Converting a beloved and iconic comic strip into a 3D animated feature is a considerable task – Blue Sky Studio opens up and shares some of their processes in bringing Peanuts to the Big Screen.
‘When in doubt, go back to the strip.’ That was The Peanuts Movie director Steve Martino’s mantra during production on Blue Sky Studio’s newest CG animated film, according to animation supervisor Scott Carroll, who fxguide spoke to recently at the VIEW Conference in Italy.
The strip Martino is referring to is, of course, Charles M. Schulz’s beloved Peanuts comic starring Charlie Brown, Snoopy and a host of familiar neighborhood characters. Blue Sky was determined to stay faithful to the 2D world of Peanuts despite the 3D world in which the film would exist. That meant coming up with a wave of artistic and technical solutions to still ensure the studio would always be going ‘back to the strip’.
While researching 50 years of Peanuts strips, Blue Sky quickly realized that Schultz (nicknamed ‘Sparky’) drew his characters from only limited camera angles and in proportions that worked for the particular frame they were in. But translating a Sparky-drawn character directly to 3D would immediately cause strange in-betweens and interpolations and cause the characters to go off-model. So Blue Sky had to work out 3D ways to echo the 2D drawings. The solution was effectively to retain thse front-on and profile views and occasionally sculpt and animate specifically to the camera.
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Rare 1979 ‘The Empire Strikes Back’ pre-production interview with makeup artist Stuart Freeborn on the creation of Yoda.
Taste of Cinema picks their favorite 30 silent films that should make up your film watching diet.
The birth of Hollywood as we know it, however, only came about in the 1910’s, when production moved from New York to California and the Industry started organizing itself. By then, features had proved appealing to middle-class audiences and WWI had devastated the major competitors in the business – the Europeans. It was enough for American producers to gain the upper hand.
Charles Chaplin, D.W. Griffith, Buster Keaton are among the pioneers of filmmaking. They experimented in narrative techniques, editing, mise-en-scène and gradually established the basic elements of the ‘film language’. Meanwhile, the medium strived to find respect and disengage its image from the cheap nickelodeons.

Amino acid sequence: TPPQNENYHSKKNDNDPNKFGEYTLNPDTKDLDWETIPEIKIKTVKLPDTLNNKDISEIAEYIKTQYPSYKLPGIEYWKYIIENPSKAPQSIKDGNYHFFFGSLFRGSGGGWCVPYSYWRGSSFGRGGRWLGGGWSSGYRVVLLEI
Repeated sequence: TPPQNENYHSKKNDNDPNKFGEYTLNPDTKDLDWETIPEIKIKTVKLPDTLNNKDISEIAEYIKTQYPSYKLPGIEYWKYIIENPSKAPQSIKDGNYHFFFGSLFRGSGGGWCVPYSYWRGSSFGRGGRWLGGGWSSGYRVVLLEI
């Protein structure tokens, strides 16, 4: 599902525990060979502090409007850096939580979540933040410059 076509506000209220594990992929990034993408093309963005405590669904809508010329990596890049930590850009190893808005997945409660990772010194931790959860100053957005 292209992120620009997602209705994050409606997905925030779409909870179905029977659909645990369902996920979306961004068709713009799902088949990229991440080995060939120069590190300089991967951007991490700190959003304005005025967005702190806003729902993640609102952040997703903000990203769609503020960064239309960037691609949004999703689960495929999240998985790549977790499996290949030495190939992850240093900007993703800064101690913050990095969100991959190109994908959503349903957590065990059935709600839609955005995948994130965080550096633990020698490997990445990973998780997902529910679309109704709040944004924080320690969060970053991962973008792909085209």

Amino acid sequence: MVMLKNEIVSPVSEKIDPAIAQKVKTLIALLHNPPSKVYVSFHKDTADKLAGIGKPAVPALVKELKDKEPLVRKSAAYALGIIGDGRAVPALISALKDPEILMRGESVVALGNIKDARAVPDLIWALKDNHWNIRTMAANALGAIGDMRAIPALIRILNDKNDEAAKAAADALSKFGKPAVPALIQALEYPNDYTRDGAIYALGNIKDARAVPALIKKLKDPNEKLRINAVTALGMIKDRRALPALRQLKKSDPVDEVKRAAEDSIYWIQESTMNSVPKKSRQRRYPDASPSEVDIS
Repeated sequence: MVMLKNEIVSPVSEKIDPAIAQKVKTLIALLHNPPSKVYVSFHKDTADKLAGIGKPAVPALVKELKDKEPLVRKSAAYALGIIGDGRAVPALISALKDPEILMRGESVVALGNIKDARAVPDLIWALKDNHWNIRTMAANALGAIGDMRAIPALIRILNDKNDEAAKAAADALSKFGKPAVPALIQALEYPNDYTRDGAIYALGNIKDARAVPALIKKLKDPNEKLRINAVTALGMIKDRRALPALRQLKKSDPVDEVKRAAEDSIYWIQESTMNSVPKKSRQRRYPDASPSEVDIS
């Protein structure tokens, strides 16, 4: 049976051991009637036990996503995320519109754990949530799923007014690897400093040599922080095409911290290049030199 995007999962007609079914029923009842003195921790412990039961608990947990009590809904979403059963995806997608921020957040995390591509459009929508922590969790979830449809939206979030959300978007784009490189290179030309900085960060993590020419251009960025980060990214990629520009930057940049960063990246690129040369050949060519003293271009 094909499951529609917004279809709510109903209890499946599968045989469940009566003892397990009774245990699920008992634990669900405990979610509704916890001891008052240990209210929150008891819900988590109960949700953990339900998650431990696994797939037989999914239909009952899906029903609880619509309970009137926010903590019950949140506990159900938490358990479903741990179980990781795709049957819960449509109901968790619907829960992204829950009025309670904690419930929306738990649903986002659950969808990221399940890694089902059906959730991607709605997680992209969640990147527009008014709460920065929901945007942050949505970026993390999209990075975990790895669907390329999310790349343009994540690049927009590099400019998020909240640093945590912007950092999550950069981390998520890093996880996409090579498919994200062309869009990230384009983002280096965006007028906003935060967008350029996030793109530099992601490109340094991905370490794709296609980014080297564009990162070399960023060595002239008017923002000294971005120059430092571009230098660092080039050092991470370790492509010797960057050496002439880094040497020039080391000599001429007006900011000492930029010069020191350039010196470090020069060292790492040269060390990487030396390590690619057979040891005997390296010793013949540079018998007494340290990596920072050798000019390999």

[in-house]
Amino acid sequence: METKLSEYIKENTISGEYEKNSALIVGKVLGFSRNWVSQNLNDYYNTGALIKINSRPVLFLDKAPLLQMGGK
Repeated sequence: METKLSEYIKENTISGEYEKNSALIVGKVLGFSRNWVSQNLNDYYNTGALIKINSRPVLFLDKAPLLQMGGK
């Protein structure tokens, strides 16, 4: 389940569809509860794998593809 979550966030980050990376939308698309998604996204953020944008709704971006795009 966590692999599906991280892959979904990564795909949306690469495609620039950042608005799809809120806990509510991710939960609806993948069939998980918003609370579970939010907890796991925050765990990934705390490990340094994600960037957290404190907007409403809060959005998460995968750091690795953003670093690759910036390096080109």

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Wired interviews the J.J. Abrams on what it’s like to direct the most anticipated film of the year.
We wanted to tell a story that had its own self-contained beginning, middle, and end but at the same time, like A New Hope, implied a history that preceded it and also hinted at a future to follow. When Star Wars first came out, it was a film that both allowed the audience to understand a new story but also to infer all sorts of exciting things that might be. In that first movie, Luke wasn’t necessarily the son of Vader, he wasn’t necessarily the brother of Leia, but it was all possible. The Force Awakens has this incredible advantage, not just of a passionate fan base but also of a backstory that is familiar to a lot of people. We’ve been able to use what came before in a very organic way, because we didn’t have to reboot anything. We didn’t have to come up with a backstory that would make sense; it’s all there. But these new characters, which Force is very much about, find themselves in new situations—so even if you don’t know anything about Star Wars, you’re right there with them. If you are a fan of Star Wars, what they experience will have added meaning.
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Already an award-winning stage director, Sam Mendes burst onto the movie scene with American Beauty, winning the Directing Oscar for his first film. Other films followed, but didn’t have quite the same impact. And then James Bond came into his life. After his second outing with 007, Mendes chatted with David Poland about the film, the journey, and about what might be next.